Involuntary muscle activity, often referred to as spasticity, is a common problem following spinal cord injury. Spasticity can be evoked by stimuli or occur spontaneously, and it can manifest as spasms, clonus, or the stiffness associated with hypertonia. While medications are typically used to treat the general symptoms of spasticity, they often have additional side effects, like muscle weakness, that can impede rehabilitation. Physical therapeutics offer an alternative to these drug treatments, but the most effective therapeutic strategy for managing spasticity has not yet been identified. A combination of physical therapeutics may provide the best strategy for managing spasticity while also improving general motor control for functional movements.

Walking ability can be improved through locomotor training, which has also been shown to reduce spasticity. When locomotor training is combined with electrical stimulation, the benefits of training may be increased. To investigate the potential benefits of this combinatorial treatment strategy, investigators will use a kind of electrical stimulation called transcutaneous spinal cord stimulation ("tcSCS") to stimulate spinal cord nerves during locomotor training.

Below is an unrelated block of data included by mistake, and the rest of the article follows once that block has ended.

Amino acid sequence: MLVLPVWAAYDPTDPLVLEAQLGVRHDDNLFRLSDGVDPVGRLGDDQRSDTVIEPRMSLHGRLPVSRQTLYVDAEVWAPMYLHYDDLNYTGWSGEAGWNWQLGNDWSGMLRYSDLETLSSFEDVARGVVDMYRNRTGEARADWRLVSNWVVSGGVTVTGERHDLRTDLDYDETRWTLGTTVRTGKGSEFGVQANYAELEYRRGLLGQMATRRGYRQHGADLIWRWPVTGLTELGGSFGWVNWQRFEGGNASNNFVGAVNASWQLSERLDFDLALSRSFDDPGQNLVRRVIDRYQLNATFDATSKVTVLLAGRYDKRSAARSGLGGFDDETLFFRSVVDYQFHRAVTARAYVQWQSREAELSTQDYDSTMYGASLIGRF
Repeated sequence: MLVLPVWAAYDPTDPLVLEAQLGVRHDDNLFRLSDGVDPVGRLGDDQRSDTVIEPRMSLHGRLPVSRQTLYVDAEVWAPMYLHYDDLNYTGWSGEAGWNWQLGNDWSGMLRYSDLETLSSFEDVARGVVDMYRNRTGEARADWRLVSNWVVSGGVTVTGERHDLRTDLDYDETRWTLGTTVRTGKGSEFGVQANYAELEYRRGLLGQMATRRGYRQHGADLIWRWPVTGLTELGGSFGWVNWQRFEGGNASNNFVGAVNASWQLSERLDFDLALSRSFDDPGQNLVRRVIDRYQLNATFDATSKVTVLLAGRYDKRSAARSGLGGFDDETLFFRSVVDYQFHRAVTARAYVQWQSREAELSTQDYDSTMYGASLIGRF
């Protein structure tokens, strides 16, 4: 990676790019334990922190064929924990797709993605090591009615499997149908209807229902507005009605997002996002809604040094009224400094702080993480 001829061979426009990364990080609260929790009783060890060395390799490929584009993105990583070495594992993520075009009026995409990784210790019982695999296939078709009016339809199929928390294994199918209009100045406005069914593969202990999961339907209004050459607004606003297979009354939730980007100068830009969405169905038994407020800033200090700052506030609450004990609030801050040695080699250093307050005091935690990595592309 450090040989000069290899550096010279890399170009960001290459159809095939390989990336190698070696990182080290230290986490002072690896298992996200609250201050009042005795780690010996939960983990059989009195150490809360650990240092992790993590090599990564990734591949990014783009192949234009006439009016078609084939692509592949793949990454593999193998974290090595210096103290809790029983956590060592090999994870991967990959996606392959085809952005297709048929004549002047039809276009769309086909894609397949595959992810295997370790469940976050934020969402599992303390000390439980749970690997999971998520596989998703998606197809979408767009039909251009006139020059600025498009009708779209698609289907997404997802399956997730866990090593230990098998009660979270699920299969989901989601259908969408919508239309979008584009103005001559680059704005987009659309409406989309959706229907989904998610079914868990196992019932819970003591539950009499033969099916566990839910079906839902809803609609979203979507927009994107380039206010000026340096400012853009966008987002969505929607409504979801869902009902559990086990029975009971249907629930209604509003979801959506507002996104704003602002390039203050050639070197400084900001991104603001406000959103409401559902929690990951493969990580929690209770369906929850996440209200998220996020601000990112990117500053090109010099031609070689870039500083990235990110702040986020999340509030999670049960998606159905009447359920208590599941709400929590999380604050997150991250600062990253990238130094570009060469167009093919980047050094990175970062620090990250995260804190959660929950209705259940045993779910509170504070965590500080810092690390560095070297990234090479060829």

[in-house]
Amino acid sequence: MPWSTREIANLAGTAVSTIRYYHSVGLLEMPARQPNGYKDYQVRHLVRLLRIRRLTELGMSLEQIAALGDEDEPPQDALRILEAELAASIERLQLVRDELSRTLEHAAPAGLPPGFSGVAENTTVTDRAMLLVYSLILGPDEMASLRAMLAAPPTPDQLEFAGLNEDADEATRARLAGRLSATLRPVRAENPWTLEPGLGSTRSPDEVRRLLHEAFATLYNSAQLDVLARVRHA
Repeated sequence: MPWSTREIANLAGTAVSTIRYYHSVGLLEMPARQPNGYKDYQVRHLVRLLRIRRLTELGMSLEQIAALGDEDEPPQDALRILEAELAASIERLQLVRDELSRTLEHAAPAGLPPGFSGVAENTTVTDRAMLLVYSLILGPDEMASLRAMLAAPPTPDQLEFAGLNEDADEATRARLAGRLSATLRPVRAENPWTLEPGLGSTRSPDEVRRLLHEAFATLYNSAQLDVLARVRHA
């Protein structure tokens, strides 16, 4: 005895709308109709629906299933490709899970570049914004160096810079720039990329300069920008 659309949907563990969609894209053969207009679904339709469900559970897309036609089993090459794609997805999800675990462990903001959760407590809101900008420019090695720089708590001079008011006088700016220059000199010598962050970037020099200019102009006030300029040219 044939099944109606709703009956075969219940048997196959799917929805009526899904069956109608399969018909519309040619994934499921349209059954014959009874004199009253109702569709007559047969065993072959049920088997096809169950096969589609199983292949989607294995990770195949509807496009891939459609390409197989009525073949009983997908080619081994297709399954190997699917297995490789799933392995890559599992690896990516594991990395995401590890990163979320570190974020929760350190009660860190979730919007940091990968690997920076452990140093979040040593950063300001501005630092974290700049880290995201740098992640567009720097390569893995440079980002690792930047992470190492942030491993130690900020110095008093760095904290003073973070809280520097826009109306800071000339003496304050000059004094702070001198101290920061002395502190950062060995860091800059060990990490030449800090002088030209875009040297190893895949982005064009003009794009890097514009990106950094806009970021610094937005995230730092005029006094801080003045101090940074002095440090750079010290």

In order to facilitate the translation of study findings into clinical practice, this study uses a pragmatic design, meaning that the study will involve the use of real world clinical settings and practices. Participants will undergo their standard physical therapist directed locomotor training program while receiving transcutaneous spinal cord stimulation (tcSCS) as an additional treatment. The effects of locomotor training alone will be compared to the combination of locomotor training with tcSCS, specifically comparing the effects of these treatments on spasticity and walking function.